The Housekeeper and the Professor

I would easily have told you I hated Math in school. I wasn’t bad in Math but I did not enjoy it. I saw it as something I had to do. First to get to college and then to get my science degree. But I always knew that the kids who were math majors saw something I didn’t. That they “got” math in a way I didn’t.

If I’d had the Professor as a Math teacher I might have felt differently.

Among the many things that made the teacher an excellent teacher was that he wasn’t afraid to say “we don’t know.” For the Professor there was no shame in admitting you didn’t know the answer, it was a necessary step toward the truth. It was as important to teach us about the unknown or the unknowable as it was to teach us what had already been safely proven.
p. 63

That’s just a good teacher, math or otherwise. But this book is full of the beauty of mathematics. Even a recovering math hater could see that beauty through the Housekeeper’s eyes as she learns from the Professor. The Professor is a great teacher because he loves his subject. He has a child-like delight in numbers. But also in baseball. And in watching the Housekeeper cook.

This is a slim novel but every word is beautiful. The Professor has a short-term memory that only lasts 80 minutes after a car accident in 1975. (Yes, another memory loss book.) The Housekeeper (there are no names in this book) comes to work for him after nine previous housekeepers have given up. Over time, she, the Professor and her son Root (nicknamed by the Professor because of his flat head that looks like a square root sign) become a kind of family. Not a lot happens in this character-driven book but there is a lot to think about. Family. Math. Memory.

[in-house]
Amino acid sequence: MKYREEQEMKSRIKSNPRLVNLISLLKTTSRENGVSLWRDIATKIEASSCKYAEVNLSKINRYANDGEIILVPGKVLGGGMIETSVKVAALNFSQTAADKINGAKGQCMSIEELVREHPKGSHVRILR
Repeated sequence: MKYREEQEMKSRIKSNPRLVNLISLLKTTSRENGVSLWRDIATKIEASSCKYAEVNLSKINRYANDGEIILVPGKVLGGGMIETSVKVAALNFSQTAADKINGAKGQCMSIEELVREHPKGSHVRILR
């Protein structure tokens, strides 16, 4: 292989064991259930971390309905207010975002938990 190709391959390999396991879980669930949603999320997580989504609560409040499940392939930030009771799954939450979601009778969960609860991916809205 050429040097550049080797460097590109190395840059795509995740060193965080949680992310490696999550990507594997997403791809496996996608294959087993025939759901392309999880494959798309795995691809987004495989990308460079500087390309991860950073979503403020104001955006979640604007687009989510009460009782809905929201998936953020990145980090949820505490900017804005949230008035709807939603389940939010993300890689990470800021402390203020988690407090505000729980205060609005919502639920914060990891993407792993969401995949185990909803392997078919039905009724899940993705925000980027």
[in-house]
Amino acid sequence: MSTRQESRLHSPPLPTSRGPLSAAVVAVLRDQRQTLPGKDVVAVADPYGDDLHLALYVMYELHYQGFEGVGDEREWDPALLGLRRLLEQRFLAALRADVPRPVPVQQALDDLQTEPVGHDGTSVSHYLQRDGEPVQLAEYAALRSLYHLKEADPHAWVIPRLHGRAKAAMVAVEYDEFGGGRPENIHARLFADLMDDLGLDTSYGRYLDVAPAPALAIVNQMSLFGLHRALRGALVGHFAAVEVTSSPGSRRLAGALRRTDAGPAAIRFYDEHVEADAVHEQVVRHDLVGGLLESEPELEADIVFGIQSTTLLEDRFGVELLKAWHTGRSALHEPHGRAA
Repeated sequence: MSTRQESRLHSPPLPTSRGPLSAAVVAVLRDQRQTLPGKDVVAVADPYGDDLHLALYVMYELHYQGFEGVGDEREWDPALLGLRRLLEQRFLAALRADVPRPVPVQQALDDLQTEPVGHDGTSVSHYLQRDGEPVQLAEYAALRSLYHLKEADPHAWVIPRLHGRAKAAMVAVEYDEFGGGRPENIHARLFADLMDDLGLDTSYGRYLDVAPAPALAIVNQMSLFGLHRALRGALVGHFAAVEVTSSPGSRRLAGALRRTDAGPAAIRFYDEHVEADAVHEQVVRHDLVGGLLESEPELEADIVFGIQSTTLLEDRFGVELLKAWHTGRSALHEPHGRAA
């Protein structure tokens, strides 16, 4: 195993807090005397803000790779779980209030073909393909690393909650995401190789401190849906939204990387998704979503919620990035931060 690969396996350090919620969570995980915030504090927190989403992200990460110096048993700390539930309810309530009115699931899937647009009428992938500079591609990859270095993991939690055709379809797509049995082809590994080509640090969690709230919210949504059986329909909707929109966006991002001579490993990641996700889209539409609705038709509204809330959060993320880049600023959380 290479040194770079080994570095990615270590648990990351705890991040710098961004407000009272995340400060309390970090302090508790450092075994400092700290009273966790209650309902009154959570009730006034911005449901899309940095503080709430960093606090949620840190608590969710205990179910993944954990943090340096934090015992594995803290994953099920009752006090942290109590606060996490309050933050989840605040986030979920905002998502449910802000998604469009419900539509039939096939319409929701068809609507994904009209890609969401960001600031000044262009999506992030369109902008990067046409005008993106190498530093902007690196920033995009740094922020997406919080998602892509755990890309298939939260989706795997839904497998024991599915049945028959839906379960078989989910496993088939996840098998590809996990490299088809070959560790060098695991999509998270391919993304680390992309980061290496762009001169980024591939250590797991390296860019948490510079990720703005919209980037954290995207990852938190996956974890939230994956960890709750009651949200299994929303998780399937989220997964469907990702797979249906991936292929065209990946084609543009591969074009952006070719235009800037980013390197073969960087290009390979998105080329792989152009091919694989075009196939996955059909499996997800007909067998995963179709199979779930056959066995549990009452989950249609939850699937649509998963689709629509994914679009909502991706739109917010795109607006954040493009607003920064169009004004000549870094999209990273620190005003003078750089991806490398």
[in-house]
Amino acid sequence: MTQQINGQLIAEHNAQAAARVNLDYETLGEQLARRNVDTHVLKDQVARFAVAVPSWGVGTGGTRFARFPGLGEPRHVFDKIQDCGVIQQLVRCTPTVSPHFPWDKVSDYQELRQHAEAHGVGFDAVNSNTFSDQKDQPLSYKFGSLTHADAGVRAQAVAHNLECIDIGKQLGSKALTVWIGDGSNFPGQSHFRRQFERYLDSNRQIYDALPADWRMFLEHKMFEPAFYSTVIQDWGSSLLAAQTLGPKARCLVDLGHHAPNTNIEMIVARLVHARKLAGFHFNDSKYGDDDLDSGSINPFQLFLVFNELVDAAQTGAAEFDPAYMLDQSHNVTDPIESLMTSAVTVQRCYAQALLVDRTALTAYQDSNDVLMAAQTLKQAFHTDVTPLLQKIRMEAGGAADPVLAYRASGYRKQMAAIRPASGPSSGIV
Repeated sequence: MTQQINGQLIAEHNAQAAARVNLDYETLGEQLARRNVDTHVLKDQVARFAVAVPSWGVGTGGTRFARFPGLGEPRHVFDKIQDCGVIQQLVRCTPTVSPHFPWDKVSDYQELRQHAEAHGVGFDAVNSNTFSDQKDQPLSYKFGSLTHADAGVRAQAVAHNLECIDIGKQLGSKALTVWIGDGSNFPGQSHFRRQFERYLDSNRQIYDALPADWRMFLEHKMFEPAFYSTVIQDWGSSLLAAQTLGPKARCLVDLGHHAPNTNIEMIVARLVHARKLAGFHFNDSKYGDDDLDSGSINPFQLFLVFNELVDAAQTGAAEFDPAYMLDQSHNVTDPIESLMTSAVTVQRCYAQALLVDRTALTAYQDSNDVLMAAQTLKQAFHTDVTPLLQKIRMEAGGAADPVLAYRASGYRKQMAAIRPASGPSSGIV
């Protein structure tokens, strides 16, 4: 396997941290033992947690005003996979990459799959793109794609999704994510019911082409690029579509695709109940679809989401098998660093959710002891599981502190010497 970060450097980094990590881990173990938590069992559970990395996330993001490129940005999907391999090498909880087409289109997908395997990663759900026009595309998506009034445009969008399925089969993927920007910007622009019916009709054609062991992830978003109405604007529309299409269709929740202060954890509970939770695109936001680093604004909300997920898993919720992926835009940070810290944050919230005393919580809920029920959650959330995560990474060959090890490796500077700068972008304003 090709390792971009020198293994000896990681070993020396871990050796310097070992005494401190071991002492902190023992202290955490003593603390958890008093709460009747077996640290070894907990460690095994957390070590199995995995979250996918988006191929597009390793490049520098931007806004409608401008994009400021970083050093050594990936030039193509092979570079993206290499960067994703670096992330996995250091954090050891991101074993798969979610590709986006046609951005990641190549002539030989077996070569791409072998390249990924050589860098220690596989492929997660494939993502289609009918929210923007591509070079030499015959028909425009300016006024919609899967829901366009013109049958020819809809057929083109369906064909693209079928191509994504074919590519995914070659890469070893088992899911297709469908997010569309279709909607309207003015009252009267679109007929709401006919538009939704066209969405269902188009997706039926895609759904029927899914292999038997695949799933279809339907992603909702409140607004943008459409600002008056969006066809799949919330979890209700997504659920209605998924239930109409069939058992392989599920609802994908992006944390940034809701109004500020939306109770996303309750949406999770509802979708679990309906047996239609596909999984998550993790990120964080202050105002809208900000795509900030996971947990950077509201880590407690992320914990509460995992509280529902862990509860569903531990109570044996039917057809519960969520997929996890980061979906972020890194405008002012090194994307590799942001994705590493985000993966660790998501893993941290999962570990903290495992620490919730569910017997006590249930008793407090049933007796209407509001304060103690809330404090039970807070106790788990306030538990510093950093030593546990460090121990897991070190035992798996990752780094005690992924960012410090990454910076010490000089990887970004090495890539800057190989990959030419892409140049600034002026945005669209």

He preferred smart questions to smart  answers. p. 129

I think this may need to become the motto of our homeschool.

5 thoughts on “The Housekeeper and the Professor

  1. I also am reasonably good at math and have taken a lot of math in college, but never enjoyed it. As I’ve gotten older, I’m starting to get glimmers of math as something beautiful that underlies all physical reality. I think I should check this book out, thanks.

  2. Pingback: June Reading | Supratentorial

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